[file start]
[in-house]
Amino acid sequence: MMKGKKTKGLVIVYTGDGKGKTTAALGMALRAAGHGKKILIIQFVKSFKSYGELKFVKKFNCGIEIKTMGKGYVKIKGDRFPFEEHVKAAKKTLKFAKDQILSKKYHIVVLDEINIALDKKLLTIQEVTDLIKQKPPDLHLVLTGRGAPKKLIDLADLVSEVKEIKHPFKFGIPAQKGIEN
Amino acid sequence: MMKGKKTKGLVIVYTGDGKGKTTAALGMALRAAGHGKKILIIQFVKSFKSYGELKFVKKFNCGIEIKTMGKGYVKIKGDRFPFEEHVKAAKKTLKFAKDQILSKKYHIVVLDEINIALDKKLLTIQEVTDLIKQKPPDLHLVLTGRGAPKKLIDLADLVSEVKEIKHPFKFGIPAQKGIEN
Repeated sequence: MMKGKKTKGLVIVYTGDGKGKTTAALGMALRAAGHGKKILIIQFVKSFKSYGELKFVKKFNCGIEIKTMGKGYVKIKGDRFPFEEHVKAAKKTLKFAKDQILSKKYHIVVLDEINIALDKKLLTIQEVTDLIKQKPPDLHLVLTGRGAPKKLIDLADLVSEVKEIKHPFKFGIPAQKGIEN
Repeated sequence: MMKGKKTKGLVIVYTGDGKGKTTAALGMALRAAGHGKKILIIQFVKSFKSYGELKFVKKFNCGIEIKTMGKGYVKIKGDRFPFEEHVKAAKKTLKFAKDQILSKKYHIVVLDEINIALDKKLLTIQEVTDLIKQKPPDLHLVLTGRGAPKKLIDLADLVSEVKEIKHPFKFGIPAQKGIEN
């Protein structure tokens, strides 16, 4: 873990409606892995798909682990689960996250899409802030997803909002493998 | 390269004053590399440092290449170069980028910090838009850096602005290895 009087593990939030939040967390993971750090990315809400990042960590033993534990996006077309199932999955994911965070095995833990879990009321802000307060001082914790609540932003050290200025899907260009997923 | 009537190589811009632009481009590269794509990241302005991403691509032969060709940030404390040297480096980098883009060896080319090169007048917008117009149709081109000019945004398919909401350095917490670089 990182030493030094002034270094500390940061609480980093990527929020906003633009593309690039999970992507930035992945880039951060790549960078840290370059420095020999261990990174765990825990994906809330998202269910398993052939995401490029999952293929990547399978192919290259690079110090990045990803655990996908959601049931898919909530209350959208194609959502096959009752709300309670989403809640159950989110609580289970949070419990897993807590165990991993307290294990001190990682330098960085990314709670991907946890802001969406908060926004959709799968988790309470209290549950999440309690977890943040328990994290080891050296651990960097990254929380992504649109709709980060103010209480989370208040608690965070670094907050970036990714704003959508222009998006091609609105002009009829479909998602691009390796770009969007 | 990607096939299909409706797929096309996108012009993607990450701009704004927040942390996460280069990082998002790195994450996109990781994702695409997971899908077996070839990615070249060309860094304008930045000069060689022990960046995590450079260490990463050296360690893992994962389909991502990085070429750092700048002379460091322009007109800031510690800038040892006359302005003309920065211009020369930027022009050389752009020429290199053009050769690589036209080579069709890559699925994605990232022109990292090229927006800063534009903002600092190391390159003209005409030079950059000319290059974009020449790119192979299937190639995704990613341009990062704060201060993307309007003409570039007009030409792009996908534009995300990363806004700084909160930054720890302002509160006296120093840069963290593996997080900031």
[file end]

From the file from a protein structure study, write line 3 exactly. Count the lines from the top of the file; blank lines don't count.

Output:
Amino acid sequence: MMKGKKTKGLVIVYTGDGKGKTTAALGMALRAAGHGKKILIIQFVKSFKSYGELKFVKKFNCGIEIKTMGKGYVKIKGDRFPFEEHVKAAKKTLKFAKDQILSKKYHIVVLDEINIALDKKLLTIQEVTDLIKQKPPDLHLVLTGRGAPKKLIDLADLVSEVKEIKHPFKFGIPAQKGIEN